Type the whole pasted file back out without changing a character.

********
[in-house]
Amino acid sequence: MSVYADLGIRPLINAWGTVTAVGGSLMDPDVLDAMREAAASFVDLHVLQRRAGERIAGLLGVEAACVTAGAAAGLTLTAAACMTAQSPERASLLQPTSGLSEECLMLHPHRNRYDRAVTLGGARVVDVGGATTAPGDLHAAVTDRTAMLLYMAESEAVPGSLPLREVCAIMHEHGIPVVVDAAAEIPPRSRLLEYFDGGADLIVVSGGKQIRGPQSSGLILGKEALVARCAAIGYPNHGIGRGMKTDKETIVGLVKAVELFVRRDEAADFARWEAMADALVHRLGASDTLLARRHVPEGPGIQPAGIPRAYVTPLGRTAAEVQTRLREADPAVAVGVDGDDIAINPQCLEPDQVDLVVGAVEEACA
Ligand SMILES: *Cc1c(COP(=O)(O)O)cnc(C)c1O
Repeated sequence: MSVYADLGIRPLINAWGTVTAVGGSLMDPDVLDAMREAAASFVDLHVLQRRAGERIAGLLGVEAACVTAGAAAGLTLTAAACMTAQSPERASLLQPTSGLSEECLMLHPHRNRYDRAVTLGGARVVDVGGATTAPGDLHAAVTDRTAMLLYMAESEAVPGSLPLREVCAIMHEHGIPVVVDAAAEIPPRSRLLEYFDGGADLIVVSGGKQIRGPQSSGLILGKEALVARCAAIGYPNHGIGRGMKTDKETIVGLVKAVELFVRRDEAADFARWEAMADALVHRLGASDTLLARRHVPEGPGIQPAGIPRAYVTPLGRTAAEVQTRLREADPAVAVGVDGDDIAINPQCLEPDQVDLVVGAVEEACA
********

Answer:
[in-house]
Amino acid sequence: MSVYADLGIRPLINAWGTVTAVGGSLMDPDVLDAMREAAASFVDLHVLQRRAGERIAGLLGVEAACVTAGAAAGLTLTAAACMTAQSPERASLLQPTSGLSEECLMLHPHRNRYDRAVTLGGARVVDVGGATTAPGDLHAAVTDRTAMLLYMAESEAVPGSLPLREVCAIMHEHGIPVVVDAAAEIPPRSRLLEYFDGGADLIVVSGGKQIRGPQSSGLILGKEALVARCAAIGYPNHGIGRGMKTDKETIVGLVKAVELFVRRDEAADFARWEAMADALVHRLGASDTLLARRHVPEGPGIQPAGIPRAYVTPLGRTAAEVQTRLREADPAVAVGVDGDDIAINPQCLEPDQVDLVVGAVEEACA
Ligand SMILES: *Cc1c(COP(=O)(O)O)cnc(C)c1O
Repeated sequence: MSVYADLGIRPLINAWGTVTAVGGSLMDPDVLDAMREAAASFVDLHVLQRRAGERIAGLLGVEAACVTAGAAAGLTLTAAACMTAQSPERASLLQPTSGLSEECLMLHPHRNRYDRAVTLGGARVVDVGGATTAPGDLHAAVTDRTAMLLYMAESEAVPGSLPLREVCAIMHEHGIPVVVDAAAEIPPRSRLLEYFDGGADLIVVSGGKQIRGPQSSGLILGKEALVARCAAIGYPNHGIGRGMKTDKETIVGLVKAVELFVRRDEAADFARWEAMADALVHRLGASDTLLARRHVPEGPGIQPAGIPRAYVTPLGRTAAEVQTRLREADPAVAVGVDGDDIAINPQCLEPDQVDLVVGAVEEACA